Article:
Tag Archives: Texas

F1: Hamilton storms to win US Grand Prix

Austin – The 2014 United States Grand Prix got off to a roaring start on Sunday, as the 18 car field barrelled around Turn 1 and down to my vantage point on the Turn 2 berm. Nico Rosberg led the field for much of the first quarter of the race, maintaining his pole position despite the constant threat coming from his teammate, Lewis Hamilton’s challenges to that first place.

Lap 1 resulted in the first safety car deployment in the three years that the US Grand Prix has been held at Circuit of the Americas in Austin. On Turn 11, Force India’s Sergio Pérez gave all of his fellow Mexicans at the circuit a shock when he clipped Kimi Räikkönen’s Ferrari, causing Räikkönen to in turn hit Sauber’s Adrian Sutil. The collisions resulted in Pérez and Sutil’s retirements, leaving both Force India and Sauber with only one driver apiece on track, and for Sauber their greatest chance at point scoring all season. Sauber’s remaining driver, Mexican Esteban Gutierrez, remained at the back of the pack for the remainder of the 56 lap race, finishing in 14th over a lap behind race winner Hamilton.

After 16 laps, Force India’s Nico Hülkenberg retired after his car shut down on the track. Thankfully, there were no other major collisions or retirements on Sunday.

Perhaps the greatest surprise drivers on Sunday were the Lotuses of Pastor Maldonado and Romain Grosjean, who each were challenging the McLarens and Ferraris for the last couple points scoring places. Maldonado was successful, finishing in 10th, whilst Grosjean was a less successful, finishing in 11th and being lapped in the process.

Ferrari did decent today, with Spaniard Fernando Alonso maintaining 6th throughout most of the race, though he was running a full minute and five seconds behind the Williams of Valtteri Bottas for the latter half of the race. Kimi Räikkönen did not fair well at all following the collision on Lap 1, falling back eventually to finish in 13th after being lapped.

The McLarens of Jenson Button and Kevin Magnussen remained soldily in the back half of the points throughout the majority of the race. Despite this, Button fell behind to finish in 12th, a dramatic drop in the field from the season’s opener in Australia.

Williams did very well on Sunday, starting in the second row and staying largely in the upper half of the points throughout the day. Both Williams were overtaken by Daniel Ricciardo’s Red Bull, resulting in Massa and Bottas finishing in 4th and 5th.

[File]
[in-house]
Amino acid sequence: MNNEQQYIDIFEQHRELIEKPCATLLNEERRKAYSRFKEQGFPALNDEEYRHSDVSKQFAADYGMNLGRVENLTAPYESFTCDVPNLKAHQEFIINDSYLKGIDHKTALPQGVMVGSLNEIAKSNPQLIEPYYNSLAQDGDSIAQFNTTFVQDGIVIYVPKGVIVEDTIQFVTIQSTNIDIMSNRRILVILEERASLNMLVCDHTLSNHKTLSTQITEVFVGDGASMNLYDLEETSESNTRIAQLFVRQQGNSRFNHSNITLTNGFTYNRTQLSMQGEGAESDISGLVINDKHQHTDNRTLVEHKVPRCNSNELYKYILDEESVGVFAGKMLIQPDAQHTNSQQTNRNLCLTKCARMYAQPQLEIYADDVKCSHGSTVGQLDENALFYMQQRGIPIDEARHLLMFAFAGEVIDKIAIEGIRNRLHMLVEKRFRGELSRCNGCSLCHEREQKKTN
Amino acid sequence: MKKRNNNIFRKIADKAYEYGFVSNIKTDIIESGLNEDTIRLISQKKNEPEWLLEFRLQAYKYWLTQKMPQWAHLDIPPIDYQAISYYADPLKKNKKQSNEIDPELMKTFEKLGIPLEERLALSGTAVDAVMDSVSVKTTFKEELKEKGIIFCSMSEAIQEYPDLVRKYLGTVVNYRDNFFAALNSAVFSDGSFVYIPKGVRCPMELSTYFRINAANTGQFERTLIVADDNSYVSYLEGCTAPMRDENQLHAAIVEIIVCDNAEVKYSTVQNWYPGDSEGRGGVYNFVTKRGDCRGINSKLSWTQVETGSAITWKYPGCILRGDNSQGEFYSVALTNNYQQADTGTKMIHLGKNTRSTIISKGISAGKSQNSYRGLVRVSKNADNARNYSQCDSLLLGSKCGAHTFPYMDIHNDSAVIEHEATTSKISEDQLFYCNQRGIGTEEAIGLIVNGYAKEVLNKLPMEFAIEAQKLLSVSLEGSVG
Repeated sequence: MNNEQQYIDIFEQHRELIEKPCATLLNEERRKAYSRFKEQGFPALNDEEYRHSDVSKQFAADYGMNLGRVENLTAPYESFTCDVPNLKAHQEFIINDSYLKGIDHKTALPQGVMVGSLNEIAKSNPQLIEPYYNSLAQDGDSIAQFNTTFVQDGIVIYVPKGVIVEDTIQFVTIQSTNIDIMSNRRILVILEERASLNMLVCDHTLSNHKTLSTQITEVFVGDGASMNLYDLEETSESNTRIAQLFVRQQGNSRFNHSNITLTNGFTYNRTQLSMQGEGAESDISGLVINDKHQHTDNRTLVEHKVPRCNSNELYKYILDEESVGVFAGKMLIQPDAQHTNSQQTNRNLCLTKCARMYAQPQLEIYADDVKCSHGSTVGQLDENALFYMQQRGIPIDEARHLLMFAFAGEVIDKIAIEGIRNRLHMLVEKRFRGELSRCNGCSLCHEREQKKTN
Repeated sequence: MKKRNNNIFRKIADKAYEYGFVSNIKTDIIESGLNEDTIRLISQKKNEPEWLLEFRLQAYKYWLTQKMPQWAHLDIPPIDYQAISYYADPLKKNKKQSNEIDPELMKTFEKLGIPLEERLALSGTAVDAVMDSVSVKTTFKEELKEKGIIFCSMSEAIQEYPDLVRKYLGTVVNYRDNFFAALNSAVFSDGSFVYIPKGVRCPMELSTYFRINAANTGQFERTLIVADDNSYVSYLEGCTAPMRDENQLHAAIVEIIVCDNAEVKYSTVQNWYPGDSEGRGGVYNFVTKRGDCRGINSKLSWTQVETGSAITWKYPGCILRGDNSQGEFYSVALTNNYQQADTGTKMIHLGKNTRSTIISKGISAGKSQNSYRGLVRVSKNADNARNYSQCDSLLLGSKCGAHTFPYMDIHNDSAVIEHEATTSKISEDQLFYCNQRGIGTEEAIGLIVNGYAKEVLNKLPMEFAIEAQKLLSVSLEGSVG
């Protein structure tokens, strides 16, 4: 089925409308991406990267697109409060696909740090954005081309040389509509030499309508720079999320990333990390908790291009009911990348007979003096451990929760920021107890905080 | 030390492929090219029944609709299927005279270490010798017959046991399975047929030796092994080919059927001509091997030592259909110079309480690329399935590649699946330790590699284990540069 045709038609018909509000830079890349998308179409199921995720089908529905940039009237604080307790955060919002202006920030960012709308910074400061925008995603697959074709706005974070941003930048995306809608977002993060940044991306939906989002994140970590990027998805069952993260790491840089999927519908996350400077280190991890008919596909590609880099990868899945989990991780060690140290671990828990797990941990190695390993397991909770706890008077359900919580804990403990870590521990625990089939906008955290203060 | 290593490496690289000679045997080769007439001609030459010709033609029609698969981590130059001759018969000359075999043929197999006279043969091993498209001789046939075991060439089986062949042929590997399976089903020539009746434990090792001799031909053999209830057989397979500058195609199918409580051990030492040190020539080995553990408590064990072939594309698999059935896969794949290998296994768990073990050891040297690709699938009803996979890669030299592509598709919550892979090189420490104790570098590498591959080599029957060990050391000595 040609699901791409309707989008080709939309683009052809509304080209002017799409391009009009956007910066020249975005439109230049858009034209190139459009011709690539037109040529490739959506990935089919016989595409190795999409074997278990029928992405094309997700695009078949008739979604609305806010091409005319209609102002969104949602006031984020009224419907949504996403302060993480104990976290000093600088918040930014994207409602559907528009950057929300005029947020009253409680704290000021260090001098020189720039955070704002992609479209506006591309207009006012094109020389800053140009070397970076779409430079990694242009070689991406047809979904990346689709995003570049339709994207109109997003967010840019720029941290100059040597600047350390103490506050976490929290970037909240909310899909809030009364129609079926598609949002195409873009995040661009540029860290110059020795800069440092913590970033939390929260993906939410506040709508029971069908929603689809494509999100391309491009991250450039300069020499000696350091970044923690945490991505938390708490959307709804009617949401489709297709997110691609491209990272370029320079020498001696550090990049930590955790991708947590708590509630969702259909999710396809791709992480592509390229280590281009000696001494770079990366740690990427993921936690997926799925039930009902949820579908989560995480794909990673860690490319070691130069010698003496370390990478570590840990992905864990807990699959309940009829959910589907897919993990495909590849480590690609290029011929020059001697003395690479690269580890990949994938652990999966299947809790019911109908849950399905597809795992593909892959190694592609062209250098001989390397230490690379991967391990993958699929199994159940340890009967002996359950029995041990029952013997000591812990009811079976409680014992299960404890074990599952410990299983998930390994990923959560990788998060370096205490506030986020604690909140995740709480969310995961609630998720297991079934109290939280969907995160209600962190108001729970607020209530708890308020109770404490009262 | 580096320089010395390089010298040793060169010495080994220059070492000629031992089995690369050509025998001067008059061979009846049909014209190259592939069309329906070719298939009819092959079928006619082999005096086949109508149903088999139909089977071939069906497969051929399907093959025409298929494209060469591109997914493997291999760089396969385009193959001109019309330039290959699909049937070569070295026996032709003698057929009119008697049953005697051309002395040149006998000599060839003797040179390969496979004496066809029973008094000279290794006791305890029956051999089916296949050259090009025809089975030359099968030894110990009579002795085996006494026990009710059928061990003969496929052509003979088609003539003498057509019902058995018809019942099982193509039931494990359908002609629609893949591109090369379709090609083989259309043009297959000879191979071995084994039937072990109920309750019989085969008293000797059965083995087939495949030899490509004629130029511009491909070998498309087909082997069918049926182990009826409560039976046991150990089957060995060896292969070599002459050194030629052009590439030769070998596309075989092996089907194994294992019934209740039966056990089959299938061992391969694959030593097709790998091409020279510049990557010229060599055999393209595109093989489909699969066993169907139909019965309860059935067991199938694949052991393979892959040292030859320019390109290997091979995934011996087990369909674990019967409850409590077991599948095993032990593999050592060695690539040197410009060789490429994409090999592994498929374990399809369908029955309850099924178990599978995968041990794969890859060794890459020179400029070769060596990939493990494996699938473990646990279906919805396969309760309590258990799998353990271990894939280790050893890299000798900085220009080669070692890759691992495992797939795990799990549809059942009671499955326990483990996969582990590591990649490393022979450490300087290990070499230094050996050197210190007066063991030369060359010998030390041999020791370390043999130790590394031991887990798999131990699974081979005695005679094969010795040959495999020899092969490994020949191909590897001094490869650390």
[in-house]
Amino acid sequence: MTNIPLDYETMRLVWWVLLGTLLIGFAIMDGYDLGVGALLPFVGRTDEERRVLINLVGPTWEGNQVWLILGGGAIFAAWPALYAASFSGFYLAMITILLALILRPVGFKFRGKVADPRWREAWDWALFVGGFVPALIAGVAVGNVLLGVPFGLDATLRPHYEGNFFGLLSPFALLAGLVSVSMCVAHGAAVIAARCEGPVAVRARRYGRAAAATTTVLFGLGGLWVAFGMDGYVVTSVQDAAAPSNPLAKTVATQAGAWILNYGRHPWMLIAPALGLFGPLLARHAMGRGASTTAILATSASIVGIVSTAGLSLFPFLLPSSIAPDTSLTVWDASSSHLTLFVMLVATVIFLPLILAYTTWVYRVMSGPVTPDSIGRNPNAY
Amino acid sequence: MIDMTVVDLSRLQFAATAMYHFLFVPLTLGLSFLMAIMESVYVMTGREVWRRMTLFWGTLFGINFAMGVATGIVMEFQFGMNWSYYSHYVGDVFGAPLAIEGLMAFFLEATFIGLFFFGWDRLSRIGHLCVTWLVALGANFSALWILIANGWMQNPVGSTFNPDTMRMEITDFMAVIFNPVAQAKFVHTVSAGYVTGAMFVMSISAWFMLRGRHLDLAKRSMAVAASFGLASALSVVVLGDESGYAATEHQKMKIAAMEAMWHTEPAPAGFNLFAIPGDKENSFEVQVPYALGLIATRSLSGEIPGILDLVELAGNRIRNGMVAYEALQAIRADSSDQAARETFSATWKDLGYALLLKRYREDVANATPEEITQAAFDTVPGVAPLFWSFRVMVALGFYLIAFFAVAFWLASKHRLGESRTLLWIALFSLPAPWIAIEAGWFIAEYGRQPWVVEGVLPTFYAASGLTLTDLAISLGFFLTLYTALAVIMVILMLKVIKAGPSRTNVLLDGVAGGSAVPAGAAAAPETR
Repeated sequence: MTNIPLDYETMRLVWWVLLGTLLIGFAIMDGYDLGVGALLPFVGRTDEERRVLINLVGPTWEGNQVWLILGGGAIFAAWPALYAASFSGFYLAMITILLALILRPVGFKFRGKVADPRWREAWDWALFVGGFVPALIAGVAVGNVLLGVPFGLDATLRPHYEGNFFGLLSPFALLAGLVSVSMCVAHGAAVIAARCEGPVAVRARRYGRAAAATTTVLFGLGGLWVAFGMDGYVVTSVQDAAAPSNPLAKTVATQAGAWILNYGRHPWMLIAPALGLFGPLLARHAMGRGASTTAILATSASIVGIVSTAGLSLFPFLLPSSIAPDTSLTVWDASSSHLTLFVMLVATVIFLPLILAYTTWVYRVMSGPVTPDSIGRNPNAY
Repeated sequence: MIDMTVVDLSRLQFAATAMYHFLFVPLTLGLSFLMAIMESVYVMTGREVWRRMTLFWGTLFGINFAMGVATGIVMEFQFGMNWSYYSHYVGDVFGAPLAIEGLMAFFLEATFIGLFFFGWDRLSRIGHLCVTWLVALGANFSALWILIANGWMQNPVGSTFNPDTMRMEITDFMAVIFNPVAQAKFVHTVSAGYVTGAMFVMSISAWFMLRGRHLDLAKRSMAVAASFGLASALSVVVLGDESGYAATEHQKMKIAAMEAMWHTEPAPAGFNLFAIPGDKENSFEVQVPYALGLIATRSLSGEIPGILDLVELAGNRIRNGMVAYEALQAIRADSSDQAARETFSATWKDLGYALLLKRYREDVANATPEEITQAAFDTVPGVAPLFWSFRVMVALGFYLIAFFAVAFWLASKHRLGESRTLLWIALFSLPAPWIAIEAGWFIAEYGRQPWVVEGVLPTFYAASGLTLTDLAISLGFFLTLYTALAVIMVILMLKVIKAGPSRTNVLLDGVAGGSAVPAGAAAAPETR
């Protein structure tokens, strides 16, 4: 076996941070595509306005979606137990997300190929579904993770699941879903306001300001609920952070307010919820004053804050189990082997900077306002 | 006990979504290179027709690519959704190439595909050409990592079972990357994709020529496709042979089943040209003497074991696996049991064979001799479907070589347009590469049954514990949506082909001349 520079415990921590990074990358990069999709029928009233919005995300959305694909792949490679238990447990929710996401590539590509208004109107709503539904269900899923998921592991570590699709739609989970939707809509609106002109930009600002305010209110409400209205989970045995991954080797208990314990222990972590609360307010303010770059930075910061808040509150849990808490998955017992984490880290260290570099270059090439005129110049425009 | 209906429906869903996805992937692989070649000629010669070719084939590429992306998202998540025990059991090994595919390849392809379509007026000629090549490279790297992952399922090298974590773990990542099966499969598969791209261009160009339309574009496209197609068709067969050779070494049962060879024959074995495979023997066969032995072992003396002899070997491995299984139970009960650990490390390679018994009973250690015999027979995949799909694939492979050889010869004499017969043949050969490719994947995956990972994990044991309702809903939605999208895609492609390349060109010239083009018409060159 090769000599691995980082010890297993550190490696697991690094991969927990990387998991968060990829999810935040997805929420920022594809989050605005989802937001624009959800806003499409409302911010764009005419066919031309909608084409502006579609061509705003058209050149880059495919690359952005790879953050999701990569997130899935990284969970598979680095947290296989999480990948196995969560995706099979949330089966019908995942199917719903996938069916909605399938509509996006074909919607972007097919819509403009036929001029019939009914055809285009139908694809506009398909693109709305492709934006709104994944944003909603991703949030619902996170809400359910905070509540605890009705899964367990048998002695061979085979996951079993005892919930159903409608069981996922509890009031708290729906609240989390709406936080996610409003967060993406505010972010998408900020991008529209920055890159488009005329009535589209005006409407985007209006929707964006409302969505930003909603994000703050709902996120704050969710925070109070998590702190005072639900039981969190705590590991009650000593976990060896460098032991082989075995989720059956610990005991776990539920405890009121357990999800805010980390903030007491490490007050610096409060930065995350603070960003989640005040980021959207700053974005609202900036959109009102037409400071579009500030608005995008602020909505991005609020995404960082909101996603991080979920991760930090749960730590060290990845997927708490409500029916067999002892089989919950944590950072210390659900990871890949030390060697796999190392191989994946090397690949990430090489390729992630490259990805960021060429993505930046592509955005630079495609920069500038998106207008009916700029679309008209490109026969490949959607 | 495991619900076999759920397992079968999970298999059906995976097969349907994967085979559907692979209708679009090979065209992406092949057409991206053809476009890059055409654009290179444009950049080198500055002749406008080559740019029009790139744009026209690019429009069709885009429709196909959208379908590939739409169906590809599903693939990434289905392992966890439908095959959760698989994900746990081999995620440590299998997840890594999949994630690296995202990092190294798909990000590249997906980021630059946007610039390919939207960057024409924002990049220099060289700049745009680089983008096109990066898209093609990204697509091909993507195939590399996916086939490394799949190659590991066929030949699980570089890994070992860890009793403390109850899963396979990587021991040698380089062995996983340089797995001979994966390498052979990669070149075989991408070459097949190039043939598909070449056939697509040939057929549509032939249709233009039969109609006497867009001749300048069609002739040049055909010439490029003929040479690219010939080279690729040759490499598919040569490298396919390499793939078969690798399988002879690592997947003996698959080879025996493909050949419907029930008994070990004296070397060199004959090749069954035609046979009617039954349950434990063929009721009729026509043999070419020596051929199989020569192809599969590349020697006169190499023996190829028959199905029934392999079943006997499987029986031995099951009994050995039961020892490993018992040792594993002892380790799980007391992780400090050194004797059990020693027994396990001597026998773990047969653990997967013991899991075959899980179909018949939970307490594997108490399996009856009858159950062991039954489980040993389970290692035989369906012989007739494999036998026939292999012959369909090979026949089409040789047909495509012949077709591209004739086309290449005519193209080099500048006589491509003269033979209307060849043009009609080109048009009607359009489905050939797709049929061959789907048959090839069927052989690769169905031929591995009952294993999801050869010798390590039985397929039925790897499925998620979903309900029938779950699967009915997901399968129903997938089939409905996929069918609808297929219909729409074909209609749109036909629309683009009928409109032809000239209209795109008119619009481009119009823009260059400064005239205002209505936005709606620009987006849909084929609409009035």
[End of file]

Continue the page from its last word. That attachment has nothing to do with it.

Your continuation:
The Red Bulls succeeded in holding the crowd at their mercy. Sebastian Vettel rose up from his start at 18th in the pits to finish at 7th, running the fastest lap of the race at 1:41.379.  His Australian teammate Daniel Ricciardo advanced from his 5th place start to take 3rd on the podium Sunday, no doubt keeping the eyes of the F1 world on him, as well as on the Mercedes.

The two Mercedes stayed within the reaches of 1st and 2nd for the entirety of the race, not looking back for even an instant. Hamilton overtook Rosberg on Lap 24, securing his second victory in three years in the United States.

As a result of Sergio Pérez’s causing of the collision on Lap 1, the Mexican will receive a 7 spot grid penalty at the next race in Brazil. Also, a statement by Sky Sports released after Sunday’s race revealed that there may be a chance for Marussia to return to the grid in Abu Dhabi.

 

F1: US Grand Prix Qualifying & Other News From Austin

Austin – The 2014 Formula 1 United States Grand Prix weekend is in its second day, with Qualifying taking centre stage at Circuit of the Americas, which is located south of Downtown Austin a few miles further down the road from the local airport.

In general, qualifying was as expected considering the buildup to Sunday’s race: Vettel didn’t make it past Q1, as per plan, due to his starting from the pit lane on Sunday after having changed his engine unit. Likewise, with the reduced grid, the Lotuses of Grosjean, the Sauber of Gutierrez, and the Toro Rosso of Vergne failed to make it past Q1.

Q2 once again only saw 4 drivers eliminated, due to the absence of the Marussias and Caterhams from the field. Maldonado’s remaining Lotus qualified 11th, followed by the Force Indias of Sergio Pérez and Nico Hülkenberg, and the Toro Rosso of Daniil Kvyat.

Q3 saw one big, and well deserved surprise, namely the 10th place that Sauber’s Adrian Sutil earned today. It is the Swiss team’s first Q3 appearance in 2014, and Sutil’s first since the 2012 British Grand Prix. Qualifying was headlined by the Mercedes of Nico Rosberg and Lewis Hamilton, followed by the Williams of Valtteri Bottas and Felipe Massa. Red Bull’s smiling Aussie, Daniel Ricciardo qualified 5th, with Ferrari’s Fernando Alonso coming in 6th. McLaren’s Jenson Button and Kevin Magnussen qualified in 7th and 8th, though Button will face a penalty. Kimi Räikkönen’s Ferrari came in 9th.

In other major F1 news, following the financial troubles of Marussia and Caterham, other mid-level teams such as Sauber and Force India are likewise feeling the economic strain. A report released by The Independent this past week said that it costs 94.4 million EUR to run an Formula 1 team, according to Monisha Kaltenborn. The Sauber chief urged the FIA to undertake drastic changes within the sport to allow for smaller teams, such as Sauber, to receive equal amounts of money “that allows every team to at least live decently,” the BBC reported on Friday.

In a move that has further intensified the monetary situation here in Austin, Force India deputy team principal Bob Fernley said on Saturday that the team may boycott Sunday’s grand prix in protest of what the team refers to as a financial crisis within the sport. This of course would leave the multitude of Mexican fans without one of their two countrymen, Sergio Pérez, to watch on Sunday. Despite the statements from Force India, Alan Permane, Lotus trackside operations director, said in an interview to the BBC, “It’s not real for us. It’s not even been thought about or discussed.”